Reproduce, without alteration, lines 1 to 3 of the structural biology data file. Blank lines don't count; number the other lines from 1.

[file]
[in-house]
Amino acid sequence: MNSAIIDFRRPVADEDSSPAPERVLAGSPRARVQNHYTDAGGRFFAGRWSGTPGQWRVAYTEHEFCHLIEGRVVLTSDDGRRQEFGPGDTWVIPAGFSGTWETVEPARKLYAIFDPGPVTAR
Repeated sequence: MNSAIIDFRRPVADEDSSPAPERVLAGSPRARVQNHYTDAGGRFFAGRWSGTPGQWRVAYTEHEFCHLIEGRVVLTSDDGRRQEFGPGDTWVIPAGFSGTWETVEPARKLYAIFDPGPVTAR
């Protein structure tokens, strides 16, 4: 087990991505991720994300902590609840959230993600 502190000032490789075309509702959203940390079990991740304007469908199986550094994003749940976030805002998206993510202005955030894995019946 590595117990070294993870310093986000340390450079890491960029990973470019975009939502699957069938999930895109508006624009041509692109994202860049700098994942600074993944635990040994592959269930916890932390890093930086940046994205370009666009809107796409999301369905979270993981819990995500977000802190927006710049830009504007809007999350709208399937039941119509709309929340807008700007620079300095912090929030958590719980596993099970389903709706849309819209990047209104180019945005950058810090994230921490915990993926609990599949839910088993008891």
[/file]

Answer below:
[in-house]
Amino acid sequence: MNSAIIDFRRPVADEDSSPAPERVLAGSPRARVQNHYTDAGGRFFAGRWSGTPGQWRVAYTEHEFCHLIEGRVVLTSDDGRRQEFGPGDTWVIPAGFSGTWETVEPARKLYAIFDPGPVTAR
Repeated sequence: MNSAIIDFRRPVADEDSSPAPERVLAGSPRARVQNHYTDAGGRFFAGRWSGTPGQWRVAYTEHEFCHLIEGRVVLTSDDGRRQEFGPGDTWVIPAGFSGTWETVEPARKLYAIFDPGPVTAR